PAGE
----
Malloy concluded the acts (oral sex) were consensual. He said he checked the 1982 criminal code. Charges were not laid.

A question was raised. “ What was the age of consent in 1982?” The answer came back: 14.

Not a word. Not a boo from any corner of the Weave Shed.

In 1982 acts of gross indecency (i.e. fellatio) and buggery were illegal if conducted with persons under age 21. Illegal. Against the law. They were legal only for consenting adults age 21 and over. They were ILLEGAL for an adult male with a boy under the age of 21.

Gross indecency is “an act which is inherently indecent according to the concepts and morals which presently prevail.” According to the morals of the day (1982) I do believe that fellatio between a 33 year-old Roman Catholic teacher and a 16-year-old boy would have constituted gross indecency. Marcel Lalonde was engaging in fellatio with a 16-year-old boy.

Why not lay a charge of gross indecency? If it is applicable, why not lay it? Seems to me that all the defence quibbling in the world regarding dates on that one would be futile. The boy was not a consenting 21-year-old adult. He was 16.

Malloy says the age of consent in 1982 was 14. Not. It was fourteen for indecent assault on a male. It was 21 for buggery and gross indecency. Malloy could have charged Marcel Lalonde with gross indecency. The Crown could have recommended Lalonde be charged with gross indecency. They did not. It seems the pair were simply content to conclude the sex act was “consensual.” Not a thought of a charge of gross indecency!

Why not?

Enough for now



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1 Response to Annoyed to no end

  1. AbsentObserver says:

    Not guilty enough: judge: Justice acquits man he believes molested youth

    June 28, 2000

    By Ann Harvey

    CORNWALL – Despite saying he was “pretty sure” Harvey Joseph Latour molested a boy 35 years ago, Justice Richard Byers acquitted the 70-year-old of indecent assault.
    The judge said the Crown case, which resulted from the Project Truth investigation, had not been proven beyond a reasonable doubt.
    The two-day trial concluded Tuesday after testimony from the last two witnesses for the defence and closing arguments from both the crown and the defense.
    The judge said he was particularly disturbed because the complainant had said he believed Latour might have had a tattoo, probably an anchor, on one of his forearms. During his testimony Latour had rolled up his sleeves, showing no tattoo and no indication of tattoo removal.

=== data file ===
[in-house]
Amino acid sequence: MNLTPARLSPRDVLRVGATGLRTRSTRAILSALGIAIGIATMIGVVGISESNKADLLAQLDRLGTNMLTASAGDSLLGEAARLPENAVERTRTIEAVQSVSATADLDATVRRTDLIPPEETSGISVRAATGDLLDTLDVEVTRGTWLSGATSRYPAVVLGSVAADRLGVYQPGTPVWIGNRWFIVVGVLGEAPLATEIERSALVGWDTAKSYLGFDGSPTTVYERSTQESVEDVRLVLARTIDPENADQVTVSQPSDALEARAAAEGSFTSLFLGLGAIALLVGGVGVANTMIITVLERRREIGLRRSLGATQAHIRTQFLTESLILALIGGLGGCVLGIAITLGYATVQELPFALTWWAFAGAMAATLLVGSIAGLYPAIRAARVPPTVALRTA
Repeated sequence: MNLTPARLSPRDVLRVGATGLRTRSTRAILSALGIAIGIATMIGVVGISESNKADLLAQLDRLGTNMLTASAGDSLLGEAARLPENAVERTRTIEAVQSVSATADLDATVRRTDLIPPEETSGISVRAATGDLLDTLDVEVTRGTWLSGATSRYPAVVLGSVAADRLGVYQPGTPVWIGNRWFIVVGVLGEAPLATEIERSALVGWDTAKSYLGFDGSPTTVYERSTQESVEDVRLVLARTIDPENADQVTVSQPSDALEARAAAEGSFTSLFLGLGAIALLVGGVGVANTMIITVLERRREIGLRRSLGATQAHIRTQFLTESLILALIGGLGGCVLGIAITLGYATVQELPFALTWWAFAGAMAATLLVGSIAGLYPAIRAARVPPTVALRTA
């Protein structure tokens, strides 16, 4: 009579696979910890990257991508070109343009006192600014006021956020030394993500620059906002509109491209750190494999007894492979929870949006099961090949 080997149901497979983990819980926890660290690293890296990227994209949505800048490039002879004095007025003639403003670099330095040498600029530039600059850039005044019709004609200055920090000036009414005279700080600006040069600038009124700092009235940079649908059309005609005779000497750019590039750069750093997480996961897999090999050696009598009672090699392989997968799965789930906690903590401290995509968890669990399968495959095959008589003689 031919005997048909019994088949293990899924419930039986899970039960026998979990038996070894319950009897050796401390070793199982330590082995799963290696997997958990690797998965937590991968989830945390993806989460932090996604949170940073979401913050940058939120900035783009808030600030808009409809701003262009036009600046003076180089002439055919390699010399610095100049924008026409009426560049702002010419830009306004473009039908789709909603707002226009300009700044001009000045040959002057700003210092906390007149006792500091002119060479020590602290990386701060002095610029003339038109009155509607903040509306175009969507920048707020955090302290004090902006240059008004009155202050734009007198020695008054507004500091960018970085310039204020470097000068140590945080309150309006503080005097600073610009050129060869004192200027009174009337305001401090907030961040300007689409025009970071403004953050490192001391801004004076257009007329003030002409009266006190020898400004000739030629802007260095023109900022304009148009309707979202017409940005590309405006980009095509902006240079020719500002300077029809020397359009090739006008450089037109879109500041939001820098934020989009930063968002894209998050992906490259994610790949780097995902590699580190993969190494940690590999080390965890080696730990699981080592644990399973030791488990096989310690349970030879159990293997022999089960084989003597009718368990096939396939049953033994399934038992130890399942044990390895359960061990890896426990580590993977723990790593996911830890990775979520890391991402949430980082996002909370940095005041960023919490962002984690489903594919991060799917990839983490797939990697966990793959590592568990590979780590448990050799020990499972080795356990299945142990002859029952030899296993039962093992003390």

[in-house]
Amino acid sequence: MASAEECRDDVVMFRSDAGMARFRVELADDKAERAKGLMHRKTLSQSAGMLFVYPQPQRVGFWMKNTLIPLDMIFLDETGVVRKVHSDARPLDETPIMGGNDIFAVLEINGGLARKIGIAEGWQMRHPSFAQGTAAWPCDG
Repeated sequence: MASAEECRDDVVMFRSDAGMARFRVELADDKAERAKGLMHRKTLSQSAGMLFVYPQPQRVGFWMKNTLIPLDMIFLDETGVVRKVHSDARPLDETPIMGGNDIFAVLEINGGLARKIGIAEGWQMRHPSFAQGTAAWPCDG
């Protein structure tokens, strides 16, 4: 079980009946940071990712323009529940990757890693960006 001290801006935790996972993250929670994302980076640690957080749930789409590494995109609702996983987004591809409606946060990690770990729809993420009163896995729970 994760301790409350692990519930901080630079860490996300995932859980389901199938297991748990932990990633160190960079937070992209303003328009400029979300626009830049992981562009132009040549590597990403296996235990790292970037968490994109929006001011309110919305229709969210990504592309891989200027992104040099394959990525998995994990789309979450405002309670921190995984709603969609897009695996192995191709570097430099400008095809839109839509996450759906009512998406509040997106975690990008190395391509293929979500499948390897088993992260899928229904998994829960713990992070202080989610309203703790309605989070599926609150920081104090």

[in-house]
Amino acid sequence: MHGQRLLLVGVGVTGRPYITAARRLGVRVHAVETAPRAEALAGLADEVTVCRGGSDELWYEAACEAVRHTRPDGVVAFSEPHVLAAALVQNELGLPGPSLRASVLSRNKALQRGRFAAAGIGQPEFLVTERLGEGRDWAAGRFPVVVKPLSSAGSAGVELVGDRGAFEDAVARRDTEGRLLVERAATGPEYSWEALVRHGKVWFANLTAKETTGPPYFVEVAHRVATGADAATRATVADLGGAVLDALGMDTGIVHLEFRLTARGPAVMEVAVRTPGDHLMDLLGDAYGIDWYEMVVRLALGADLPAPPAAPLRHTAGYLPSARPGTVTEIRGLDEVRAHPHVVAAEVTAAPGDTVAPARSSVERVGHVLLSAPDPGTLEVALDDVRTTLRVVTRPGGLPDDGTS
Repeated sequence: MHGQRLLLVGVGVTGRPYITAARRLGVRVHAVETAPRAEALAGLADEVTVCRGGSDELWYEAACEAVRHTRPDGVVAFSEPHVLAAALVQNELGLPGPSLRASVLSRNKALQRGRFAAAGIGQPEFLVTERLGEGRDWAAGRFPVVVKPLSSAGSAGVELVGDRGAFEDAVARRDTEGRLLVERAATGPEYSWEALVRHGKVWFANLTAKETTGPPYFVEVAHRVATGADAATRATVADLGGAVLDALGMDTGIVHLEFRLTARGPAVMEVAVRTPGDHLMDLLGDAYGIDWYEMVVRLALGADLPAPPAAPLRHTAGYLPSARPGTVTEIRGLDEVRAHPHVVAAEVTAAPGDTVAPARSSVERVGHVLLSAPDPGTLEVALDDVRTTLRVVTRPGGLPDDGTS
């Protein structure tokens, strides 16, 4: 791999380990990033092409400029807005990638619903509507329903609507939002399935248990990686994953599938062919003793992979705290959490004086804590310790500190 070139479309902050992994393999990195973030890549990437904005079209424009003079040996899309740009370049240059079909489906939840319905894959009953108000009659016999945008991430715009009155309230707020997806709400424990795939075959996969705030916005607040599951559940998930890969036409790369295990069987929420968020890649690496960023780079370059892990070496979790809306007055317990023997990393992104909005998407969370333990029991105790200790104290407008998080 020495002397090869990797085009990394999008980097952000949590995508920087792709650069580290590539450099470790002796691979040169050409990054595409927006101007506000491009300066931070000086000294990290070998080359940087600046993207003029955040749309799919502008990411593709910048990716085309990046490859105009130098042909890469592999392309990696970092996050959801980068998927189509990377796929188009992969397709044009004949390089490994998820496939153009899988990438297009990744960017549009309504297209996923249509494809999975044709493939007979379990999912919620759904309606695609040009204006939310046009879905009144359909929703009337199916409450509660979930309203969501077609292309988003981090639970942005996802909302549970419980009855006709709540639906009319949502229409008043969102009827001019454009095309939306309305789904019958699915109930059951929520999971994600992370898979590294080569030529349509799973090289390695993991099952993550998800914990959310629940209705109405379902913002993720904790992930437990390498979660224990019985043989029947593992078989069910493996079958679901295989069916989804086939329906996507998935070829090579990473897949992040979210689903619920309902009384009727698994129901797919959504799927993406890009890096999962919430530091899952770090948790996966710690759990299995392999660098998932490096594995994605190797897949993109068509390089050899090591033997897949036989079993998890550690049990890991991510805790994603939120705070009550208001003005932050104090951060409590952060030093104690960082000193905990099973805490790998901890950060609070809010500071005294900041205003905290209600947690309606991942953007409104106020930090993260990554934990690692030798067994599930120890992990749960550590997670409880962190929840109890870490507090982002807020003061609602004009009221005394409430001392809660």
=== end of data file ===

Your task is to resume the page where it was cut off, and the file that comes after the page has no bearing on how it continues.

Crown counsel Alain Godin argued the complainant, who cannot be named, had testified honestly, frequently stating he simply couldn’t remember. He said the courts allow more discrepancies in the testimony of children and that should extend to testimony about events that occurred during childhood.
    The evidence of Latour corroborated the evidence of the complainant on many points, Godin said.
    In his summation, Byers said he did not expect the complainant, now 48, to remember the specifics of events that occurred 35 years ago when he was 13.
    “I am satisfied beyond a reasonable doubt that Mr. (the complainant) was an honest and a truthful witness.
    “I was not impressed with Mr. Latour.” The defendant showed “selective memory,” the judge said.
    Witness credibility and reliability is important, but it is not the only requirement, he added. Identity must be clearly established too.
    Proof beyond reasonable doubt is the required standard, he said. “Probably guilty is not good enough,” said Byers.
    “In my view the tattoo raises that doubt. Mr. (the complainant) just may have got the identity wrong. I don’t think he did, but he might have.”
    In an emotional interview following the trial, the complainant said he is not satisfied with the judgment. “I just can’t find words for it.”
    Godin had no comment.
    Defence lawyer Don Johnson said the verdict was right “if you believe in the criminal justice system, that the Crown has got to prove their case beyond a reasonable doubt.
    “Reasonable doubt doesn’t mean you didn’t do it. Reasonable doubt means they didn’t prove it.”